The Mending and Recycling of Clothing in Late Antiquity

Clothing in Late Antiquity was not the disposable commodity it is nowadays; it was valuable enough to be named in a will, used as surety for loans, or included in a dowry. Literary sources suggest that wealthy and high status individuals had many and beautiful clothes, however for the middle and lower classes clothing was an expensive necessity that was not to be wasted. This was true for the majority of the population, and ranged from enslaved and poverty stricken workers to the relatively prosperous members of the working middle class. While we might expect the former to have ragged and patched clothing, the evidence indicates that even members of the latter group might have needed used or recycled clothing as well as materials to embellish, mend and maintain their clothes.

A child’s wool tunic featuring skilful darning in matching wool (Whitworth Art Gallery T.8375). [Photo: Faith Morgan].

A child’s wool tunic featuring skilful darning in matching wool (Whitworth Art Gallery T.8375). [Photo: Faith Morgan].

Faith Morgan’s examination of Late Antique garments shows that even high quality garments were well worn, and might be mended and/or patched. This work varies from the mending or reinforcing at the neckline or armpit opening, to the darning and patching of holes, as seen below. Such work varied considerably in level of skill and ability.

A child’s wool tunic showing skilful darning in matching wool (Whitworth Art Gallery T.8375). [Photo: Faith Morgan].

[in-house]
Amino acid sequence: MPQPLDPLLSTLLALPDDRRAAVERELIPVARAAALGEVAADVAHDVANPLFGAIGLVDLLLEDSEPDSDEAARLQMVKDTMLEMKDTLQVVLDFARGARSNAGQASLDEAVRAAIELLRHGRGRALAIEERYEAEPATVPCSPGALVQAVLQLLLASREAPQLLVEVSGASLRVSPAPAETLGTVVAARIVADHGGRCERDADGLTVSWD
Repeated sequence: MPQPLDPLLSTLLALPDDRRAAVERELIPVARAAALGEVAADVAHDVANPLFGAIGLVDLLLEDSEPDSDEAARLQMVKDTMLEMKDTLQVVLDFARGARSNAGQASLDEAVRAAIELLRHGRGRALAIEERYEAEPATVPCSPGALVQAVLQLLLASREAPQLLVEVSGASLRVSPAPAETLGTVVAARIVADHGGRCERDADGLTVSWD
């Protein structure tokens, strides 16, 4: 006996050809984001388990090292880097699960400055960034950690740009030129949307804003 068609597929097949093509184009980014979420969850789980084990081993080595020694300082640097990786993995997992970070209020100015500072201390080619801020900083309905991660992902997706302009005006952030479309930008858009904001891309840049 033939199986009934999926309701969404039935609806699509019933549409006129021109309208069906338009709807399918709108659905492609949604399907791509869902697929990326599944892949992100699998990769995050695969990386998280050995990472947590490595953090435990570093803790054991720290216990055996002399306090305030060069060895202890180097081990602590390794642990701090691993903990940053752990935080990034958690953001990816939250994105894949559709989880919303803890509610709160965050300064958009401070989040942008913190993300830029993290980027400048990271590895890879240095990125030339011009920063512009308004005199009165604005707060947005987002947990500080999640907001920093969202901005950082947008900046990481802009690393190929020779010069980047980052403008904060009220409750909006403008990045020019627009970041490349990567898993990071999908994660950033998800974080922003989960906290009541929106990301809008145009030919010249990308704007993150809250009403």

This adult’s wool tunic has been reinforced at the armpit opening (Whitworth Art Gallery T.8360). [Photo: Faith Morgan].

In view of the obvious value placed on textiles, smaller garments and accessories were also made out of recycled fabric. Many examples can be found both in museum collections and from more recent archaeological excavations. This is particularly true for children’s clothes, which were often ‘made-down’ from adult garments or other recycled textiles. Other smaller items such as undergarments, hats, bags and slippers were also made from recycled textiles.

As seen with mending and patching, the quality of workmanship on these garments varies from rough and amateurish to highly skilled, although it’s not clear whether such work was done in the home or by a professional seamstress or tailor. The written evidence suggests that these garments could have been bought ‘ready-made’, perhaps from a tailor, market or itinerant salesman.  The individuality of design and inclusion of unique embellishments seen on children’s clothing in particular might instead indicate the hand of a loving parent – suggesting that such work was often done in the home from saved or purchased materials.

Child’s wool tunic, made from 11 pieces of fabric from 3 different sources; patched and darned. (Whitworth Art Gallery T.8549). [Source].

Child’s wool tunic, made from 11 pieces of fabric from 3 different sources; patched and darned. (Whitworth Art Gallery T.8549). [Source].

Research conducted by Faith Morgan (Faithpennick@mac.com).

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